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Sustained reductions in emergency department laboratory test orders: impact of a simple intervention


Objectives To determine whether a pathology request form allowing interns and residents to order only a limited range of laboratory blood tests prior to consultation with a registrar or consultant can reduce test ordering in an emergency department (ED).

Methods A prospective before-and-after study in an adult tertiary-referral teaching hospital ED was conducted. A pathology request form with a limited list of permissible tests was implemented for use by junior medical officers. Tests for patients 16 years and older presenting in a 20-week pre-intervention period from 19 January 2009 were compared with those in a corresponding 20-week post-intervention period from 18 January 2010. Main outcome measures were the number and cost of blood tests ordered.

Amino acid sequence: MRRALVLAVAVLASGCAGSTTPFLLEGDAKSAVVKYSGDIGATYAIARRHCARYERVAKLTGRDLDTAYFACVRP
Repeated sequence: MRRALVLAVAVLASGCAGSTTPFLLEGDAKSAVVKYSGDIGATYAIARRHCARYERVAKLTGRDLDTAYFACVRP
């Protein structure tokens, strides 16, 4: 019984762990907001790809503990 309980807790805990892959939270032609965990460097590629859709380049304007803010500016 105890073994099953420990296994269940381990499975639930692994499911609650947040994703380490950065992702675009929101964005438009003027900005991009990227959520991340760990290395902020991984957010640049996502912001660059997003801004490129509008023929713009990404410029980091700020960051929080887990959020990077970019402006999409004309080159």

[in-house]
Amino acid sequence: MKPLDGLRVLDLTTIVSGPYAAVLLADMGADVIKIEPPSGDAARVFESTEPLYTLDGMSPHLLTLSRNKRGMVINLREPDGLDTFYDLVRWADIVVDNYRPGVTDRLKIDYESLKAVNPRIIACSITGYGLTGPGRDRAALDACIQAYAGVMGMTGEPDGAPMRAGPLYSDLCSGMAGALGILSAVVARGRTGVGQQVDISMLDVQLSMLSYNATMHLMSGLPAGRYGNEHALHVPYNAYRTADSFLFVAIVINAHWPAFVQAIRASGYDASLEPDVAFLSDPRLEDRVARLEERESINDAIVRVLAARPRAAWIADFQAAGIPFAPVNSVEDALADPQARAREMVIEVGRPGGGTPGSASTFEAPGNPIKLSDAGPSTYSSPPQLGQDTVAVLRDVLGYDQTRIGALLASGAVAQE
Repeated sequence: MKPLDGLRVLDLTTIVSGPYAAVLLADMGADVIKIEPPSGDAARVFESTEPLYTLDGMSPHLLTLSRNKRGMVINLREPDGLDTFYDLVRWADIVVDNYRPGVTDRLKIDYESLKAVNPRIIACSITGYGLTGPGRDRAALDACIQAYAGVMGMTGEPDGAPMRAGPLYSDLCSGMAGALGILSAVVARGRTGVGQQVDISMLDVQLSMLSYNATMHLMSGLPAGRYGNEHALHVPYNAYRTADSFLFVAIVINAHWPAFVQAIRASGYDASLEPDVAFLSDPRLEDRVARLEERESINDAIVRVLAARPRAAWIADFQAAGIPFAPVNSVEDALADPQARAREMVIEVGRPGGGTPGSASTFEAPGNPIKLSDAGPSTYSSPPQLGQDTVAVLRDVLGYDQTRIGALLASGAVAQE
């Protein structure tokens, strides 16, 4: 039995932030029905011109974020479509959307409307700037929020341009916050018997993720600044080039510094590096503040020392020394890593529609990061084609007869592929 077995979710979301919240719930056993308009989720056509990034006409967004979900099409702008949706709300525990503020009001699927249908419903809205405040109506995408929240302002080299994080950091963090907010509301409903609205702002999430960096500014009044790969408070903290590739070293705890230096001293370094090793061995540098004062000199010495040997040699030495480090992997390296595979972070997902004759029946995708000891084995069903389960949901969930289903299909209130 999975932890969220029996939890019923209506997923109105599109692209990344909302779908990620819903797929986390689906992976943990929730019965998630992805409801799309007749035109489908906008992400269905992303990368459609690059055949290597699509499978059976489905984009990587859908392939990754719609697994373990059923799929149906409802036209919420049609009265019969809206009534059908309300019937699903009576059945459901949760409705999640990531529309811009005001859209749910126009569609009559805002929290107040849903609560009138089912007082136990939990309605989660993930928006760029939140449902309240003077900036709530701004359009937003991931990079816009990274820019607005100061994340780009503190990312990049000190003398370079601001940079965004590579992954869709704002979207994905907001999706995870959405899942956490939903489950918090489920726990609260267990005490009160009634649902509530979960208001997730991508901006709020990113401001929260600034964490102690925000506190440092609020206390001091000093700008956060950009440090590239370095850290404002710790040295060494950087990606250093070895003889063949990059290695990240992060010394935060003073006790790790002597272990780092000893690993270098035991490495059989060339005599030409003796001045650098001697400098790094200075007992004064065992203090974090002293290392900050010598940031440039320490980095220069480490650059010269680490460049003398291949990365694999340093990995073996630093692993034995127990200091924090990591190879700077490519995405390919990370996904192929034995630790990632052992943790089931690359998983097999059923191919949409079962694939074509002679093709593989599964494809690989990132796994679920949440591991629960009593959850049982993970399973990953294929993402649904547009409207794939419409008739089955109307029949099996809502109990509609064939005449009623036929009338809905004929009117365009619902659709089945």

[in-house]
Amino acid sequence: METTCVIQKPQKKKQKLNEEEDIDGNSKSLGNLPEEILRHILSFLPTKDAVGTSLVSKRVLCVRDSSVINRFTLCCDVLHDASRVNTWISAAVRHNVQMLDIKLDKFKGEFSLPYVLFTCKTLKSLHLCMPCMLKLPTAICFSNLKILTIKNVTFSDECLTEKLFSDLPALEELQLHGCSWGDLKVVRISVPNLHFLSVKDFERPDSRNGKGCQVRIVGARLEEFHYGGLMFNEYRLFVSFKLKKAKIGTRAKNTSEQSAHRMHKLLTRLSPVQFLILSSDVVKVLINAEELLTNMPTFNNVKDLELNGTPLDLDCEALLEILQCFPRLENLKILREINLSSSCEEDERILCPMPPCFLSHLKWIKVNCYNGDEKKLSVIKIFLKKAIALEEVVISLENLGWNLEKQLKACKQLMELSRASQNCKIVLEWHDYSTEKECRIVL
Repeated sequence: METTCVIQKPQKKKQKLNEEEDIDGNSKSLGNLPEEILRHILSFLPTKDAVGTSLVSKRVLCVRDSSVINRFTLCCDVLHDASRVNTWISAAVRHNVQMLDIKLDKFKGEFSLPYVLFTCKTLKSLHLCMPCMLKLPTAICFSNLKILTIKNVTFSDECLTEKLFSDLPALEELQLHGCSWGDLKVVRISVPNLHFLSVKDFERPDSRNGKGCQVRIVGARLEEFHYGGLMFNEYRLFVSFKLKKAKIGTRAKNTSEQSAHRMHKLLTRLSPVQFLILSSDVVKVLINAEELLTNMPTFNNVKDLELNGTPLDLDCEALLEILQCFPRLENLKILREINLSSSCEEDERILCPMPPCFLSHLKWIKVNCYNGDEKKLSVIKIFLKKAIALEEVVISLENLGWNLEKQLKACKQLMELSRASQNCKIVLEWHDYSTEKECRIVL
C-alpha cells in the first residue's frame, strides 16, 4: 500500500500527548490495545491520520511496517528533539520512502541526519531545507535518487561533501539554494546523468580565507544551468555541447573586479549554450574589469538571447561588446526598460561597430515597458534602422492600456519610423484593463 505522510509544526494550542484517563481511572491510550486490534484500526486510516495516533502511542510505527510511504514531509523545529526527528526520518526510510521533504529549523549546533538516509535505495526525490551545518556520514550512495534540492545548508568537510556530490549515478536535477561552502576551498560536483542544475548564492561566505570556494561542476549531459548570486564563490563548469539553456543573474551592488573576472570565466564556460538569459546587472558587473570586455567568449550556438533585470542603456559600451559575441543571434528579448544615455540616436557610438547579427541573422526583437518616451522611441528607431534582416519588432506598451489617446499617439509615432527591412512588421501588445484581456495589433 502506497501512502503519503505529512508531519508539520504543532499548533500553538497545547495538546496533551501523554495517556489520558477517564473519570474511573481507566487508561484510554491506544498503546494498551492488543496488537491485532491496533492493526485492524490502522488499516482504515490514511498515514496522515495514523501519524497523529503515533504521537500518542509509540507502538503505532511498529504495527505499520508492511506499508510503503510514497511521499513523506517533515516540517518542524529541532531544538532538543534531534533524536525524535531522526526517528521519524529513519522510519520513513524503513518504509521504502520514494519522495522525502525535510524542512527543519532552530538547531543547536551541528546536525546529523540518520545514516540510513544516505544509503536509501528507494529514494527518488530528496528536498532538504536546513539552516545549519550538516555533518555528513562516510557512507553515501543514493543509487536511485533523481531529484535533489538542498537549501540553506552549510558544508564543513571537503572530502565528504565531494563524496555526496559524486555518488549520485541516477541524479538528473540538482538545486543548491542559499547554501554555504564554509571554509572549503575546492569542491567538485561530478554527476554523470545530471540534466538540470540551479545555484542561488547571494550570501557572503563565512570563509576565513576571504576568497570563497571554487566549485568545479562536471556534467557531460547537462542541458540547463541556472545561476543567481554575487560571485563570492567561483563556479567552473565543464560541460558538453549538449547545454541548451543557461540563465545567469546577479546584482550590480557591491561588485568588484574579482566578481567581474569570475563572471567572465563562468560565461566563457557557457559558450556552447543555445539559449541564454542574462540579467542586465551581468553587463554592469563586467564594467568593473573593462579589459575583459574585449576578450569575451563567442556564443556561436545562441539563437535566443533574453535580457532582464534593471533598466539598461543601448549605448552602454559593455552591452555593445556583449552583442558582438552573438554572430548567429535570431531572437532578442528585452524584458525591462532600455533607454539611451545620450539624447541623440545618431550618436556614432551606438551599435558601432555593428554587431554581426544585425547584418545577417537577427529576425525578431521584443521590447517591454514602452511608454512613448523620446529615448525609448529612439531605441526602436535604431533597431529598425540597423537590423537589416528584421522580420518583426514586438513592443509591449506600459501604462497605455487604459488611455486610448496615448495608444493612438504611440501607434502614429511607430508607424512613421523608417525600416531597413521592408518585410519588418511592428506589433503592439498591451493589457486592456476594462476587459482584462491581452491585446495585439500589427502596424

Results 24 652 and 25 576 presentations were analysed in the pre- and post-intervention periods, respectively. The mean number of blood tests ordered per 100 ED presentations fell by 19% from 172 in the pre- to 140 in the post-intervention period (p=0.001). The mean cost of blood tests ordered per 100 ED presentations fell by 17% from $A3177 in the pre- to $A2633 in the post-intervention period (p=0.001). There were falls in the number of coagulation profiles (11.1 vs 4.8/100 patients), C-reactive protein (5.6 vs 2.7/100 patients), erythrocyte sedimentation rate (2.5 vs 1.3/100 patients) and thyroid function tests (2.2 vs 1.6/100 patients).

Conclusions Pathology request forms limiting tests that an intern and resident may order prior to consultation with a registrar or consultant are an effective low maintenance method for reducing laboratory test ordering in the ED that is sustainable over 12 months.


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